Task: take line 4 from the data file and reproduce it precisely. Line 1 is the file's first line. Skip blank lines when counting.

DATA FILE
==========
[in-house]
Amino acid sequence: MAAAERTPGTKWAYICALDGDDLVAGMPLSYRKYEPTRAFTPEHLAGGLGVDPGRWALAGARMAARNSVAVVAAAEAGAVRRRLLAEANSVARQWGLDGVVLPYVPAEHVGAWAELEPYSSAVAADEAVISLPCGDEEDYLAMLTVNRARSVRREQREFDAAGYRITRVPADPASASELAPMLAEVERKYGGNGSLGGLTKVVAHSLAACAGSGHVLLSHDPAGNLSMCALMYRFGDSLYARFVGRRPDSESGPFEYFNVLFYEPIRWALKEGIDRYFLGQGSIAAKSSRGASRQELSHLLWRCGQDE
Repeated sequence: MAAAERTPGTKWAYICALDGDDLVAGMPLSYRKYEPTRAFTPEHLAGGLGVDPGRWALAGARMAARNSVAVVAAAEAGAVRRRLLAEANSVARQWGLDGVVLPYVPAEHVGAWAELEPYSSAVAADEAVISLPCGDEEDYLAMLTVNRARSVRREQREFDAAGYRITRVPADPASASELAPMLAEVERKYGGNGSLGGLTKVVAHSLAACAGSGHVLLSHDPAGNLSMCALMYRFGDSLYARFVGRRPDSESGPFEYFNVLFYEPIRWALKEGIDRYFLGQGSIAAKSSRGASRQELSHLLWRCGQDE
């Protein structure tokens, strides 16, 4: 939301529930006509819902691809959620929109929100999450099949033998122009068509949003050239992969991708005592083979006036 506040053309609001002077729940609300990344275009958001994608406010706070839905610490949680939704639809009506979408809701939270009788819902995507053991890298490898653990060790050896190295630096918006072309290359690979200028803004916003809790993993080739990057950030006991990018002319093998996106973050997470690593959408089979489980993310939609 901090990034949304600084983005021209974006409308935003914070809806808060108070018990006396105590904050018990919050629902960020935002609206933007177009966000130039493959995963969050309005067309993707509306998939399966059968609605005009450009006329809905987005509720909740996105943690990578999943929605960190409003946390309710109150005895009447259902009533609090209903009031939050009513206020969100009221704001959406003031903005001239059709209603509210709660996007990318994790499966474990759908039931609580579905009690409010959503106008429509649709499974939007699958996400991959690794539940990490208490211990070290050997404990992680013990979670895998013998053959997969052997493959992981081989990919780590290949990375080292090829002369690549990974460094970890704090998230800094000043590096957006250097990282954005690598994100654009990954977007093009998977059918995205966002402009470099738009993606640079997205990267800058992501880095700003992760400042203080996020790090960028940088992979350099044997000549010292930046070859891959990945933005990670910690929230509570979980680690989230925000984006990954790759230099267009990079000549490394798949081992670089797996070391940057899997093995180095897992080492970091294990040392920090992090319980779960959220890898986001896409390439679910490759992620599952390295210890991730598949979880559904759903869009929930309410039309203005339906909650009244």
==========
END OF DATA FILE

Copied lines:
């Protein structure tokens, strides 16, 4: 939301529930006509819902691809959620929109929100999450099949033998122009068509949003050239992969991708005592083979006036 506040053309609001002077729940609300990344275009958001994608406010706070839905610490949680939704639809009506979408809701939270009788819902995507053991890298490898653990060790050896190295630096918006072309290359690979200028803004916003809790993993080739990057950030006991990018002319093998996106973050997470690593959408089979489980993310939609 901090990034949304600084983005021209974006409308935003914070809806808060108070018990006396105590904050018990919050629902960020935002609206933007177009966000130039493959995963969050309005067309993707509306998939399966059968609605005009450009006329809905987005509720909740996105943690990578999943929605960190409003946390309710109150005895009447259902009533609090209903009031939050009513206020969100009221704001959406003031903005001239059709209603509210709660996007990318994790499966474990759908039931609580579905009690409010959503106008429509649709499974939007699958996400991959690794539940990490208490211990070290050997404990992680013990979670895998013998053959997969052997493959992981081989990919780590290949990375080292090829002369690549990974460094970890704090998230800094000043590096957006250097990282954005690598994100654009990954977007093009998977059918995205966002402009470099738009993606640079997205990267800058992501880095700003992760400042203080996020790090960028940088992979350099044997000549010292930046070859891959990945933005990670910690929230509570979980680690989230925000984006990954790759230099267009990079000549490394798949081992670089797996070391940057899997093995180095897992080492970091294990040392920090992090319980779960959220890898986001896409390439679910490759992620599952390295210890991730598949979880559904759903869009929930309410039309203005339906909650009244």